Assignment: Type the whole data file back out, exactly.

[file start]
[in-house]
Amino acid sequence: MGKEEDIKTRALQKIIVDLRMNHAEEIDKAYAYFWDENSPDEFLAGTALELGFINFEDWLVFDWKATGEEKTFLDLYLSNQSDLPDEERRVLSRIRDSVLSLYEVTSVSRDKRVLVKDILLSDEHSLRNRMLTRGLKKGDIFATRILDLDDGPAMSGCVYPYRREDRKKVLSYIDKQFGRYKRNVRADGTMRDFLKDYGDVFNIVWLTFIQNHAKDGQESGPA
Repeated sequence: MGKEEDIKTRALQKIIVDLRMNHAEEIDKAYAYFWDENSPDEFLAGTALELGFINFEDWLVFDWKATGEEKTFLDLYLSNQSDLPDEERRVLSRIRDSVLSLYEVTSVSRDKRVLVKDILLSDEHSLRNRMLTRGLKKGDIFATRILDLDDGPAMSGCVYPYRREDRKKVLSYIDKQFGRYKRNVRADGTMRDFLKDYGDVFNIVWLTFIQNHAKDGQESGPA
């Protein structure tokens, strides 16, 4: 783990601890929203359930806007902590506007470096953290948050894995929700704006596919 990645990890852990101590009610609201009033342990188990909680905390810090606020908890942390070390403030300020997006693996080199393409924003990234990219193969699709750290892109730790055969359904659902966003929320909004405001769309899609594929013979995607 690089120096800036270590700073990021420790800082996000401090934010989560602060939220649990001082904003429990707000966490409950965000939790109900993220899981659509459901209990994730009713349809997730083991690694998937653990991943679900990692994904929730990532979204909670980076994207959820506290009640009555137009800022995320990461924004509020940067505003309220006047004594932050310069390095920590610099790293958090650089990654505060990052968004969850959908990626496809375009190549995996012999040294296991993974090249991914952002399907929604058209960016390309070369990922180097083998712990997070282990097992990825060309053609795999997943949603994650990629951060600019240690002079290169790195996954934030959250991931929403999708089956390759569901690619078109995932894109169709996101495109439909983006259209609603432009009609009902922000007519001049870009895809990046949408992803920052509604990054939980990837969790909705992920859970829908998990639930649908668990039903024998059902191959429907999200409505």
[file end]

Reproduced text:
[in-house]
Amino acid sequence: MGKEEDIKTRALQKIIVDLRMNHAEEIDKAYAYFWDENSPDEFLAGTALELGFINFEDWLVFDWKATGEEKTFLDLYLSNQSDLPDEERRVLSRIRDSVLSLYEVTSVSRDKRVLVKDILLSDEHSLRNRMLTRGLKKGDIFATRILDLDDGPAMSGCVYPYRREDRKKVLSYIDKQFGRYKRNVRADGTMRDFLKDYGDVFNIVWLTFIQNHAKDGQESGPA
Repeated sequence: MGKEEDIKTRALQKIIVDLRMNHAEEIDKAYAYFWDENSPDEFLAGTALELGFINFEDWLVFDWKATGEEKTFLDLYLSNQSDLPDEERRVLSRIRDSVLSLYEVTSVSRDKRVLVKDILLSDEHSLRNRMLTRGLKKGDIFATRILDLDDGPAMSGCVYPYRREDRKKVLSYIDKQFGRYKRNVRADGTMRDFLKDYGDVFNIVWLTFIQNHAKDGQESGPA
């Protein structure tokens, strides 16, 4: 783990601890929203359930806007902590506007470096953290948050894995929700704006596919 990645990890852990101590009610609201009033342990188990909680905390810090606020908890942390070390403030300020997006693996080199393409924003990234990219193969699709750290892109730790055969359904659902966003929320909004405001769309899609594929013979995607 690089120096800036270590700073990021420790800082996000401090934010989560602060939220649990001082904003429990707000966490409950965000939790109900993220899981659509459901209990994730009713349809997730083991690694998937653990991943679900990692994904929730990532979204909670980076994207959820506290009640009555137009800022995320990461924004509020940067505003309220006047004594932050310069390095920590610099790293958090650089990654505060990052968004969850959908990626496809375009190549995996012999040294296991993974090249991914952002399907929604058209960016390309070369990922180097083998712990997070282990097992990825060309053609795999997943949603994650990629951060600019240690002079290169790195996954934030959250991931929403999708089956390759569901690619078109995932894109169709996101495109439909983006259209609603432009009609009902922000007519001049870009895809990046949408992803920052509604990054939980990837969790909705992920859970829908998990639930649908668990039903024998059902191959429907999200409505």